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FROM THE BOTTOM OF MY HEART

The Moody Blues

Crossover Prog


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Einsetumadur
PROG REVIEWER
3 stars 8.5/15P. Remarkable A-side, unremarkable B-side.

This brief review intends to cast some light on the Pinder/Laine composition From The Bottom Of My Heart, recorded in 1965, which might be the first recording made by The Moody Blues which abandons the pop music rules for a while. Even on their more straightforward numbers which dominate the original Magnificent Moodies release they often managed to lend that special gloomy mood, with the deep pianos and huge backing vocals, even to classic R&B songs; James Brown's I Don't Mind, also covered by The Who at that time, is so much more interesting and emotional with Ray Thomas' falsetto and Denny Laine's weird guitar picking than in any other version I've ever heard. And My Baby's Gone is a similar case: basically it's a straightforward clap-along R&B thing, but the strange sustained guitar notes which enter somewhere in the middle do give it a pretty unexpected taste - even though it still remains pretty 'basic'.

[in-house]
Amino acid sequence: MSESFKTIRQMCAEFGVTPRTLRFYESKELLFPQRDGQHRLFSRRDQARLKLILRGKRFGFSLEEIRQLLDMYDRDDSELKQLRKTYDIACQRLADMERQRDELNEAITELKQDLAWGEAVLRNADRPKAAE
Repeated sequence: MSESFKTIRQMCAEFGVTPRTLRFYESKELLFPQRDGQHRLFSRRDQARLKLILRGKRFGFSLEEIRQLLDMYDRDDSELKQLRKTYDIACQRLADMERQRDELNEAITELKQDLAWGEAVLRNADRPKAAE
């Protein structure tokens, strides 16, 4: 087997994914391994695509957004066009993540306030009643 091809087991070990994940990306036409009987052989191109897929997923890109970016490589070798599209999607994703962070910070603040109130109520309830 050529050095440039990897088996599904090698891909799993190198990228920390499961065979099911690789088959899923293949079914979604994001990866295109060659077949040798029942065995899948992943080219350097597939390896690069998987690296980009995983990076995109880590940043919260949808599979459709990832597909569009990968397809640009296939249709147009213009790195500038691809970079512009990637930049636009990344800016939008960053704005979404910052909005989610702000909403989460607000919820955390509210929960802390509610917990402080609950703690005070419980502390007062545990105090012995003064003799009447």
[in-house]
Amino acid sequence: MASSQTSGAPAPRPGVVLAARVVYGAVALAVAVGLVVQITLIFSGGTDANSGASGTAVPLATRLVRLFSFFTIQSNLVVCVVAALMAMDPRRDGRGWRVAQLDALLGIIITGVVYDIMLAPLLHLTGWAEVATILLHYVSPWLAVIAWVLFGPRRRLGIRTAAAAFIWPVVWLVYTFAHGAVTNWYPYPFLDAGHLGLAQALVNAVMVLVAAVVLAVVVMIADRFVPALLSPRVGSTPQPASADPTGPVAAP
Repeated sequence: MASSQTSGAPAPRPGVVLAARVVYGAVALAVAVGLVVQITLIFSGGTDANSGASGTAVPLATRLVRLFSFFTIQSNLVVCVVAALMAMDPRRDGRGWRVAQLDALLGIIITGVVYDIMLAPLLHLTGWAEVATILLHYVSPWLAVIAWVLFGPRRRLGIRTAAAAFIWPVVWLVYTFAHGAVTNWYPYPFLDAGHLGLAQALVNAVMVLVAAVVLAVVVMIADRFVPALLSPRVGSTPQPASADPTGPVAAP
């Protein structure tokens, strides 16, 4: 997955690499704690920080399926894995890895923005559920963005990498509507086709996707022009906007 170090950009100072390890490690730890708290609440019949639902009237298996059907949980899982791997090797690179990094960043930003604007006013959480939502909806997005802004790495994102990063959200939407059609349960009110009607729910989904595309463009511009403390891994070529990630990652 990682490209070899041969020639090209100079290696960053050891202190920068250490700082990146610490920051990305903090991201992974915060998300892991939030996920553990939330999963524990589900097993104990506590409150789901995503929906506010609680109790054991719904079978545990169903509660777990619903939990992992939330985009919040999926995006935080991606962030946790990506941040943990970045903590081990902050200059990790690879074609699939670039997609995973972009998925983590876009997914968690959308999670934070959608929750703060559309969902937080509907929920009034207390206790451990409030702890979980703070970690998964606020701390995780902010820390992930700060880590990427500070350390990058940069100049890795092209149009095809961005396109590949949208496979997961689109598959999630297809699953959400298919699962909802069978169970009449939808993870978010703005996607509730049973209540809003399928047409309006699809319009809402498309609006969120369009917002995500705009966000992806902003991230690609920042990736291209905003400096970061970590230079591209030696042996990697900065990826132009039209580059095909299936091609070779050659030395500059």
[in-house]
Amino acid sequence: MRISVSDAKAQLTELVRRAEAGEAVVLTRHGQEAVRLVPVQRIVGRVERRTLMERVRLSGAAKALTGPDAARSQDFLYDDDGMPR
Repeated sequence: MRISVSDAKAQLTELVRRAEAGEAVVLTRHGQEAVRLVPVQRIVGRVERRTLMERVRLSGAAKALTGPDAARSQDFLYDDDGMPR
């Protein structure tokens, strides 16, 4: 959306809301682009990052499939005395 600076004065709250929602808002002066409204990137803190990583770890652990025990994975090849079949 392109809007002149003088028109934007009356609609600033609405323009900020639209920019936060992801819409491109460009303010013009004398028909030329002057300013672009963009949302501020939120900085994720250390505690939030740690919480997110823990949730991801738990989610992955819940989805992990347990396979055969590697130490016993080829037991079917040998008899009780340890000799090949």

The slow and moody From The Bottom Of My Heart, however, is a much more unconventional affair, mixing up some wicked classicisms with somewhat primal drum work and an R&B chorus. It begins with a piano variation on the famous Rodrigo Adagio motif from his Concierto di Aranjuez without a clear rhythm, and you actually don't know the direction which the song heads to until circa 20 seconds into the song when the operatic backing voices and Denny Laine's desperately crooned lead voice end up in a late-50s Elvis-like chorus. Afterwards the clear rhythm dissolves again until the next chorus - a bit like the equally experimental Dedicated To The One I Love by The Mamas & The Papas. After three minutes Ray Thomas brings in his flute and introduces the finale of this song which features Denny Laine and the band desperately wailing on top of an ever-growing two-chord vamp. It's actually one of the most frightening and shrill vocal parts I've ever heard on a R&B/pop single. Of course this stuff is still miles away from Mike Pinder's quasi-ambient textures on later Moody Blues records, but provides an unexpectedly unique development of the R&B roots into a more independent sound frame. Get it as part of the Magnificent Moodies expanded reissues!

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Posted Wednesday, July 24, 2013 | Review Permalink

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